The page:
A little further down on 15m I heard 7X3WPL in Algeria. I checked out the call on QRZ.COM and this is a very active club called Sahara DX radio club. I gave them a call and I think they were not working split (can't remember) but there was a bit more of a pile-up. I decided to come back in a little while and see if things had calmed down. I came back about 5 minutes later and the log jam had cleared. I worked 7X3WPL and we exchanged signal reports. 

I then came across another Algerian station 7X4AN he was calling CQ with no answers but he was just above the noise floor so I put the APF on (audio peak filter) and this helped out a great deal. I gave him a call and we did some repeats but contact was made and he was in the log. After my contact, he was spotted and the pileup began. It was good I got in when I did. 

I also had CN8KD in Morocco booming in on 15m he was operating simplex and had a huge pileup. I did give it a go here and there but the number of stations calling him made it a waste of time for me to sit there and try. I moved on but he had a great signal at my QTH. 

DX Heat was also showing 10m to be pretty active. Now up to this point, I have seen many spots for 10m and when I have always tuned there at my end it is just plain dead, no signals at all. This time there was a spot for 7Q6M in Malawi. To my surprise, he was there and with a signal of S7! He was operating split and I could hear some of the stations trying to contact him but not many. I did try a few times but no luck but just hearing some DX on 10m was a huge step!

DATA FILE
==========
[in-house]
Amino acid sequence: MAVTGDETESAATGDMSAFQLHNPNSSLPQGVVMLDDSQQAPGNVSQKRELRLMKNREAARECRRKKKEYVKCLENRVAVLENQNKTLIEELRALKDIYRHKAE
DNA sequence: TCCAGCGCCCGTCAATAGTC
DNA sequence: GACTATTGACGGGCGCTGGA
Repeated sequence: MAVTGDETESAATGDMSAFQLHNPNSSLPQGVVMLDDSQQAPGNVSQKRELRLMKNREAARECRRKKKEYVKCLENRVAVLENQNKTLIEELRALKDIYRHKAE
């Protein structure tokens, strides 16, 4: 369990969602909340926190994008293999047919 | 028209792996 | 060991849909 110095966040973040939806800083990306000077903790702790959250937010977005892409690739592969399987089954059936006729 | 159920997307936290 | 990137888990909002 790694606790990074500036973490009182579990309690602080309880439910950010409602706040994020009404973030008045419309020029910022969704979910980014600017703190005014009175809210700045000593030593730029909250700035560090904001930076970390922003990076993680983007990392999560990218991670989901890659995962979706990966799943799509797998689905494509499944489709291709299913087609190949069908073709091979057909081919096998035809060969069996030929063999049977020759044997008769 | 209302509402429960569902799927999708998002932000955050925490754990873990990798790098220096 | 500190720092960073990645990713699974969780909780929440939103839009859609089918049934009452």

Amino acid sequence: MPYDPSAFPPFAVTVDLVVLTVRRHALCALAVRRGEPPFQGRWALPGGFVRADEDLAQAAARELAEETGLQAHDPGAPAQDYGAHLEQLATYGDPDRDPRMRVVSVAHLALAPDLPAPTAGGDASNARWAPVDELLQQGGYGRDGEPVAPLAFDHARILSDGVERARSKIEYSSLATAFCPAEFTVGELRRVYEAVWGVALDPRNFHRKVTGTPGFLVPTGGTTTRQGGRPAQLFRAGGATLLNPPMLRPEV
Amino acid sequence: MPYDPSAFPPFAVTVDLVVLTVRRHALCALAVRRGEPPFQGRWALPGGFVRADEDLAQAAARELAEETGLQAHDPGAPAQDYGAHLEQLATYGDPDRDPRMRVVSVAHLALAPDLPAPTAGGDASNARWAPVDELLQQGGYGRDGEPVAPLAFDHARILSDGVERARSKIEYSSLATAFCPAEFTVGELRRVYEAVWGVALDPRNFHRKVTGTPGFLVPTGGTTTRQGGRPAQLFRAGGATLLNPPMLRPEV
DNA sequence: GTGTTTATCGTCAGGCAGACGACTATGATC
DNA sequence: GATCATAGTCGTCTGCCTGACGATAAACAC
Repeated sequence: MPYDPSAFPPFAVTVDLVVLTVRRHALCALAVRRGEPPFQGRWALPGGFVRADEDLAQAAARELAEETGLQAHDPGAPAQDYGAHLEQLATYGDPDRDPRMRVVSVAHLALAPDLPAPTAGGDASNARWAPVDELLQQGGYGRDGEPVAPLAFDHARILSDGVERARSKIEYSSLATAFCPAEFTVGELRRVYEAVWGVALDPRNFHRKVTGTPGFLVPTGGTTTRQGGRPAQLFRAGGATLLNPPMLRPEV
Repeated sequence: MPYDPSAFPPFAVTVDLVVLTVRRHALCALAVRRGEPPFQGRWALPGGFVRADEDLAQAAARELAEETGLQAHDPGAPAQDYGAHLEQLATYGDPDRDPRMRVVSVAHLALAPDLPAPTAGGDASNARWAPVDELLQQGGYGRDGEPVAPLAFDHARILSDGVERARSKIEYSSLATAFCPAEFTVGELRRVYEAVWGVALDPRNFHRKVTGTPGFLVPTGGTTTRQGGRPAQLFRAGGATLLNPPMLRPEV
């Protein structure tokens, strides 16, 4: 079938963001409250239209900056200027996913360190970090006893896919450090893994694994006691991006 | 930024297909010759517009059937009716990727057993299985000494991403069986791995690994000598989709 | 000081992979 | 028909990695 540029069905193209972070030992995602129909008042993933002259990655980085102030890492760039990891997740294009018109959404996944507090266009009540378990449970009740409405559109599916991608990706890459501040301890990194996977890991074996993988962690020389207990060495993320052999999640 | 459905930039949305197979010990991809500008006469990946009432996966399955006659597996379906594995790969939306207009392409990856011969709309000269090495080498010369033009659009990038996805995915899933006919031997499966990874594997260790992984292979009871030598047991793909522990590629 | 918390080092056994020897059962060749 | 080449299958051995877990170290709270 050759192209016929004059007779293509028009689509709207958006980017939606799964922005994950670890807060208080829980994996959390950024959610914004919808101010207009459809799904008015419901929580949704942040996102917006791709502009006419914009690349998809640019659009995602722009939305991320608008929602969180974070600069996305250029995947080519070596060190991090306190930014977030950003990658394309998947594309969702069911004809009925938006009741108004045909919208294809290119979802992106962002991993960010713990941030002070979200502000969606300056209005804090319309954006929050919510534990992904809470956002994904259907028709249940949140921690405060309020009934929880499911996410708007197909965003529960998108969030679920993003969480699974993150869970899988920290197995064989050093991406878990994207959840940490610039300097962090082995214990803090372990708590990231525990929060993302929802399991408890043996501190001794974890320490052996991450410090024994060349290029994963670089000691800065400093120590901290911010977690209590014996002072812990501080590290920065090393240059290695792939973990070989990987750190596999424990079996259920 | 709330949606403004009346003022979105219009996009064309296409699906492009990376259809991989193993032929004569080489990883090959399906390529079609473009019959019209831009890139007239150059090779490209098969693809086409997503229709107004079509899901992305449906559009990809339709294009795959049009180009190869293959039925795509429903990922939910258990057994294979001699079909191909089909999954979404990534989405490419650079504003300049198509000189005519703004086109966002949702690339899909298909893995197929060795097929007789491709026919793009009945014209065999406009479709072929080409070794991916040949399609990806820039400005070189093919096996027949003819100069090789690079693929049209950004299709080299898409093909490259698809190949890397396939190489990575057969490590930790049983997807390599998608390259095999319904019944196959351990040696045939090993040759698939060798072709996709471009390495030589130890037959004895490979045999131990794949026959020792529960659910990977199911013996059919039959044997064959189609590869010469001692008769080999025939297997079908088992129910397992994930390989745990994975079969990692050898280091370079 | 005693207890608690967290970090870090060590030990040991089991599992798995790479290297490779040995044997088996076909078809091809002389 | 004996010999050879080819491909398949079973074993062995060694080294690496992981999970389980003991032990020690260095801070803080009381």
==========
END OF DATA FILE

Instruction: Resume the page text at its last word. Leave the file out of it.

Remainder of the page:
Well, that was my afternoon on the radio. I was using my Icom 7610 at 100 watts into a multi-band End-Fed antenna about 30 feet off the ground. All contacts were CW with filter settings at 250 and now and then using the APF. Having the 2 independent receivers in the 7610 is a great help. I have VFO A in my left ear and VFO B in my right. When operating split it's a great help to hear both sides.

A pleasing Tuesday afternoon on the bands.


The bands seem to be improving and it's a nice thing to see. Today I flipped the switch on in the early afternoon. I also loaded 
DX Heat a site that is my go-to as it lets me know what's going on in and around the bands. There were some nice dx spots on 15m and I thought I would spin the dial over to 15 meters in the CW section. The first station I tuned in was TZ4AM in Mali and Jeff was working split but with (that I could hear) not much of a pileup. I listened to his receive frequency (my calling frequency) to find out who he was working and how he was either moving up or down the frequency. I very soon got the hang of his operating and I called him and was in the log in no time. He gave me 569 and returned with 559 signal reports. 

A little further down on 15m I heard 7X3WPL in Algeria. I checked out the call on QRZ.COM and this is a very active club called Sahara DX radio club. I gave them a call and I think they were not working split (can't remember) but there was a bit more of a pile-up. I decided to come back in a little while and see if things had calmed down. I came back about 5 minutes later and the log jam had cleared. I worked 7X3WPL and we exchanged signal reports.